|The Golden Hall of Musikverein sets the stage for musical moments in a gilded age. (Raymond Zhou/China Daily)|
A day trip to Vienna can be hectic, but Raymond Zhou finds many interludes of repose that are suffused with quiet excitement.
I went to Vienna for music, but I stayed for a place to sit - at least to give my blistered feet a rest. Everyone knows the Austrian capital is a great city for music, both making and enjoying it, but never did I expect it to be a wonderful hangout for relaxation - reclining on a chair and refreshing myself while taking in the scenery and the architecture, and of course the myriad people moving around, some in period costumes.
If you spot a Mozart lookalike, don't be surprised. The music prodigy used to live here, and Mozarthaus, where he stayed for three years, is now a museum.
Sightseeing in Vienna is both convenient and cost- efficient. A 6.7-euro ($8.70) ticket allows one to use almost all public transport for a day.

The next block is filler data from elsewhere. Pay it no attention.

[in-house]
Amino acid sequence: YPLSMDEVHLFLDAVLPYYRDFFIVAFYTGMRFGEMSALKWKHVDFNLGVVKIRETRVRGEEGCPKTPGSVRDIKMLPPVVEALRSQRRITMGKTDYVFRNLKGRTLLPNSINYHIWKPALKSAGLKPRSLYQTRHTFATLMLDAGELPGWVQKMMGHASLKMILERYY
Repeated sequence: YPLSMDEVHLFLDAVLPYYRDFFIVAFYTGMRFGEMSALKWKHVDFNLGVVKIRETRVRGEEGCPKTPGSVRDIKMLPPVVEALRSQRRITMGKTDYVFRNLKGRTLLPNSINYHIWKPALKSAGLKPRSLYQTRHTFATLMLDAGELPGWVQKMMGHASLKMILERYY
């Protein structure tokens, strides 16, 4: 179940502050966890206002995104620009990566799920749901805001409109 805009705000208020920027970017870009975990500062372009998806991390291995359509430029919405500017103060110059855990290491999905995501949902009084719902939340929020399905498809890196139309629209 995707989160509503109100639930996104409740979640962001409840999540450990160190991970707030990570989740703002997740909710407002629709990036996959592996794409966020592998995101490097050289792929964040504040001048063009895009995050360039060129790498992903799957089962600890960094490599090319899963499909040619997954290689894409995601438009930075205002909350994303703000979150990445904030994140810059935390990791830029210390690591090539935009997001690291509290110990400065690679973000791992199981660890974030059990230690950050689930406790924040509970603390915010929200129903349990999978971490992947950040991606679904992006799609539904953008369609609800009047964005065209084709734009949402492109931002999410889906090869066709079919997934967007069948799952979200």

I started by taking the subway to the main attractions, but I soon realized I was skipping a lot in-between. The Historic Center of Vienna, which is on UNESCO's World Heritage list, covers 3.71 square kilometers with a buffer zone of 4.62 sq km, therefore easily accessible for those who prefer walking.
Everywhere you look, there are imposing baroque buildings that evoke grandeur and history. St. Stephen's Cathedral stands out for its late-Gothic style and its milling crowd. But if you veer off to the back, you may well end up in the alley of Mozart's residence.
As I had only half a day for tourist activities, or, gawking around, I was dashing from place to place without any plan. Yet, I managed to cover a wide area that let me gain a firsthand knowledge of the city and its legacies.
My first lesson learned was that the "blue Danube" is not really blue. Also, flowing through the city are a Danube, a New Danube that runs parallel to it and a Danube Canal that skirts the historic center.